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In what way is our Shabbat a day of rest? A deeper look into the meaning of Shabbat reveals its true dimensions. This is far from a day on which to catch up on ones sleep, to relax, or to just while away the time.

There are two aspects to the Shabbat, one negative and one positive. On one hand, we refrain from specific types of labor, such as writing, kindling a fire, or cooking and baking.  On the positive side, we endeavor to make the seventh day one of spiritual creativity and activity.

From the very first, G-d imbued the Shabbat with qualities not inherent in the other days of the week.  It is a special entity, a unique segment of time fashioned with properties that allow it to accomplish its special task.  Sunday through Friday were given us to earn our livelihood; the Shabbat was created in order to ensure that the Jew have an opportunity to refresh his spirit every seventh day.

In his classic work, The Kuzari, Rabbi Judah Halevi quotes the king of the Kuzars observation about the Shabbat:

I have been thinking for some time about your fate, and have come to the conclusion that G-d has some secret in preserving you, namely the observance of the Sabbath and the Three Festivals

Without your observance of the Sabbath as commemoration of the Creation, of the Exodus from Egypt, and the Giving of the Law on Mount Sinai, the nations that ruled over you would have enslaved you, and used you as mercenary soldiers  Without the Sabbath not a single one of you would have worn a clean garment and you would not have enjoyed a single day in your life.  You would have had no time to congregate to study your Torah, because of your debased state, stemming from the continuing exile.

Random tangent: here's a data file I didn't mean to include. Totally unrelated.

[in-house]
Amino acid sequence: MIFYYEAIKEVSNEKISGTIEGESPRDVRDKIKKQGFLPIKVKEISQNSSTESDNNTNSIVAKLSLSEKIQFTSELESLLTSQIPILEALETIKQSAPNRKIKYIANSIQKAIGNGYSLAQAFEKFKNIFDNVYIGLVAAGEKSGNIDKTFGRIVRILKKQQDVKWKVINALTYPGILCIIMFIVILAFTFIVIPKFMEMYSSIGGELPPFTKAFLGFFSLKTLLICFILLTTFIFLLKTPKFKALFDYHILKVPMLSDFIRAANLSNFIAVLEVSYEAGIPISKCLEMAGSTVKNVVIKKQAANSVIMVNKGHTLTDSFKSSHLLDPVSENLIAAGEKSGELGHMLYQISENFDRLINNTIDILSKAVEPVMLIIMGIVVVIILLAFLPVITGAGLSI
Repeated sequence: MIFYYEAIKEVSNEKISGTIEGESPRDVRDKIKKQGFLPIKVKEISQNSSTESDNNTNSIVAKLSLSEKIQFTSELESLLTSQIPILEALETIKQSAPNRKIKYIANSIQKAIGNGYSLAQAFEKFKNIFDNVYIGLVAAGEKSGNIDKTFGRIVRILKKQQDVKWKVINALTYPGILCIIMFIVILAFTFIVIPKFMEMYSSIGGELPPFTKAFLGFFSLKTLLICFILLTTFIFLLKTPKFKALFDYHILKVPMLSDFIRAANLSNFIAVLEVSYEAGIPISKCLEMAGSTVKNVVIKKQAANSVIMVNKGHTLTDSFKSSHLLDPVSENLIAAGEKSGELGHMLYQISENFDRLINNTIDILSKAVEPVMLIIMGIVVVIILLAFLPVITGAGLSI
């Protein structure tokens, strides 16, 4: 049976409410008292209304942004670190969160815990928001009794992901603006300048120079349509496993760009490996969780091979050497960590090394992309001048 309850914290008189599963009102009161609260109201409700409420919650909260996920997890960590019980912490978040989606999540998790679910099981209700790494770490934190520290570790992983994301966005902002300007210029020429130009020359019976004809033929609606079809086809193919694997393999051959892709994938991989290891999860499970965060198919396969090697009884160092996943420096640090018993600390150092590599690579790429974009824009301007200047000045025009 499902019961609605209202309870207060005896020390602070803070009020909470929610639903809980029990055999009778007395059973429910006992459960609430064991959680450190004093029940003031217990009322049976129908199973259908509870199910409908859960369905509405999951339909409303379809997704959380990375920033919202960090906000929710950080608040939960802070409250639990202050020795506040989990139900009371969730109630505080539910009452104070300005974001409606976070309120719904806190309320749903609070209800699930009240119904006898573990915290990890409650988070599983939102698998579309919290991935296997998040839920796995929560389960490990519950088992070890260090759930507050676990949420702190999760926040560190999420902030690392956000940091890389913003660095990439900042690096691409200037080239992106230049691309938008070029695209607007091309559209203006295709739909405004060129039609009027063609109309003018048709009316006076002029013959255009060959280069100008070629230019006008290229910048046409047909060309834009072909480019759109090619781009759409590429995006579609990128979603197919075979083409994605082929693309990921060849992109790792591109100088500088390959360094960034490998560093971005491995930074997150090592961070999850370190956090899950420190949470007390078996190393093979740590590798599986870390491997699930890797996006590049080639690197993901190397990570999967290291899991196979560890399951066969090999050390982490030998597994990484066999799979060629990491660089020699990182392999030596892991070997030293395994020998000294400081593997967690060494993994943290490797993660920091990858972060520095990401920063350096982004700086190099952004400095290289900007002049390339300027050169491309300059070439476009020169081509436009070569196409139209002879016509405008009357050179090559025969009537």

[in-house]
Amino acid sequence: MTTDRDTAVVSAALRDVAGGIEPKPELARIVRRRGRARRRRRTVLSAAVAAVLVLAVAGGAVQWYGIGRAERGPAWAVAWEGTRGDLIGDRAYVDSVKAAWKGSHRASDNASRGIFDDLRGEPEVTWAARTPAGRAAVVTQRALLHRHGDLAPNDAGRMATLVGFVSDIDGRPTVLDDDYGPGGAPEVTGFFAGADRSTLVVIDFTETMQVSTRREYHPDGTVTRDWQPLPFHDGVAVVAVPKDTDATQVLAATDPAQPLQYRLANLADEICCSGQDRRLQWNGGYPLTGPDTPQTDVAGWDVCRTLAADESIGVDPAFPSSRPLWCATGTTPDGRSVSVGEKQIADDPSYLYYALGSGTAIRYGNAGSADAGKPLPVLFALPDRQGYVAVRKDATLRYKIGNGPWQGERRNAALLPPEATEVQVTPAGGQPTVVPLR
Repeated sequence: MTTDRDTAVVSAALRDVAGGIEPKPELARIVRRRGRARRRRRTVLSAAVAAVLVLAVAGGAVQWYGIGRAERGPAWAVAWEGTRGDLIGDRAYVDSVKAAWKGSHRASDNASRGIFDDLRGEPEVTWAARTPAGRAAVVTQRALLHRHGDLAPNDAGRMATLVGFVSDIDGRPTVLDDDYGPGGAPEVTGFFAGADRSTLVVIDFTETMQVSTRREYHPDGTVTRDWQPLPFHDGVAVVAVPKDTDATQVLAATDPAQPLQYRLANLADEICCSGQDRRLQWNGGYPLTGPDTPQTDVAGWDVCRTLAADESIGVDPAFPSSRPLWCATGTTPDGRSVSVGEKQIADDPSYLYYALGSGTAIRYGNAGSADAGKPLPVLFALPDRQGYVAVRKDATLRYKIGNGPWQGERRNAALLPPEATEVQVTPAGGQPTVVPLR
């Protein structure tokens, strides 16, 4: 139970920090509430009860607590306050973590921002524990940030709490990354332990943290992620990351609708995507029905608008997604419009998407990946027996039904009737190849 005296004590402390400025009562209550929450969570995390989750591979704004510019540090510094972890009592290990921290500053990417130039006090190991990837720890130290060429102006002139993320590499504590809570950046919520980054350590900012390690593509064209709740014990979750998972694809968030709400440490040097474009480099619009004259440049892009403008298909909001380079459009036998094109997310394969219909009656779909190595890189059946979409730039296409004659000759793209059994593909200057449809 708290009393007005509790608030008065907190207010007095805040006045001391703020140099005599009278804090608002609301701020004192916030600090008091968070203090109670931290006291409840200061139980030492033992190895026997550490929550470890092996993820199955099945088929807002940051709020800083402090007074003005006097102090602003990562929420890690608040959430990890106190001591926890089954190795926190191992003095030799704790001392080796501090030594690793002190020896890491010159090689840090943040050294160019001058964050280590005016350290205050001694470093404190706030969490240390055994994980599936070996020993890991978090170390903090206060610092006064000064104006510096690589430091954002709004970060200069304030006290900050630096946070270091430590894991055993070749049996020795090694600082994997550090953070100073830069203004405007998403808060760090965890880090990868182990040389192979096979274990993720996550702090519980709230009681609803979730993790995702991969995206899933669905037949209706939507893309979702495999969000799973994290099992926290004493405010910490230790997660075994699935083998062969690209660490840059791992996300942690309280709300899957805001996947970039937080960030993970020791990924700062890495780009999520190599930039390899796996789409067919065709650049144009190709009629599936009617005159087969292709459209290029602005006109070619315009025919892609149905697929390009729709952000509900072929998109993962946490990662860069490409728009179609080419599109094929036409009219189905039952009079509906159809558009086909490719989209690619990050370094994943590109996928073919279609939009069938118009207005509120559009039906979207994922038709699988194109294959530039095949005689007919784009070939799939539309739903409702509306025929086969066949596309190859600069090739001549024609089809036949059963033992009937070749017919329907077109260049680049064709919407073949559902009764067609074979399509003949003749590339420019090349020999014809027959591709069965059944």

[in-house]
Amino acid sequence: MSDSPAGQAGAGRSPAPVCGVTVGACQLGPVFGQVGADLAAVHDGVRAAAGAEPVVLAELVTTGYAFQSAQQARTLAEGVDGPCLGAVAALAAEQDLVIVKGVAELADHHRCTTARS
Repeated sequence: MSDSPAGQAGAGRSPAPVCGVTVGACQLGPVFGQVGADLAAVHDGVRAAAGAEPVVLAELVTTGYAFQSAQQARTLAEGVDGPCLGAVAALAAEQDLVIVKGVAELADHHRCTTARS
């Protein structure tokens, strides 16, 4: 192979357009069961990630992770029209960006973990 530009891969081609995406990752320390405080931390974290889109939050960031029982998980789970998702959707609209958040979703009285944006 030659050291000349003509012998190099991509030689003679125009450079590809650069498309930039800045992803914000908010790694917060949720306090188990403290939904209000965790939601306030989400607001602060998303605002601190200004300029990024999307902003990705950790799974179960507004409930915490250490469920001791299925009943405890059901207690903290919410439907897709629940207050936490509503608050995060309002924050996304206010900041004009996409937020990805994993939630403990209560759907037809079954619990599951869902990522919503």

the Sabbaths and holidays amount to approximately one-sixth of the year.  During these days you experience physical and spiritual rest of a degree that even kings lack when a king needs to do something on his day of rest, he does not refrain from exerting himself, so that he does not have spiritual rest

The Kuzari, Essay 3, Paragraph 10

Rabbi Samson Rephael Hirsch writes:

Were man left entirely to his own devices, without a Divine command to observe the Sabbath, he would not have the discipline and will-power to keep the Seventh Day as ordained by the Torah.  As a result, man would be left with no day of spiritual rest

How great is the blessing which this day brings to those who observe it!  Were it not for the strictly imposed cessation from industrious, creative work imposed upon man from Above, when would he ever give himself a much-needed respite from his labors?  When would he find the time to devote his full attention to his family, to his own spiritual being, to his relationship with his Maker?  When would he find the time to advance his knowledge of G-ds Torah?

When you have a free moment, you say?  But just when do you have a free moment?

Without the Shabbat, without respite, man labors endlessly, and is subject to on-going worries which gnaw away at his mind.  He will not grow wealthy or become contented by being overburdened.

The Shabbat is an agent sent to him from Heaven.  The Sabbath descends upon the world and calls out in G-ds name: Cease!  Rest from your harried labors!  Do not extend your hand endlessly in an effort to earn your livelihood.  If you devote your mental powers only to seeking your daily bread, you are eternally sinning to your soul and to the souls of your household.

The repose of the Shabbat includes a rest and renewal of the spirit.  We should so remove ourselves from the pressures of workday concerns that we feel as though our desks are completely cleared.  There is nothing waiting for our attention.  All our tasks have been completed, and we are free to devote ourselves entirely to nourishing our souls rather than our bodies.  As the Minchah prayer for Shabbat describes it:

a calmness of truth and faith, a calmness of peace and serenity and tranquility and security, a perfect rest, which You desire.

Our prayers describe the qualities of the restful calm which should prevail on Shabbat.  It is a repose which finds favor in the eyes of our Creator, a tranquility in which He delights and which He bestows on His children.

The soul cannot be completely restful unless it is occupied with spiritual concerns.  The Shabbat comes each week to suffuse our soul with its blessings of true peace and harmony.

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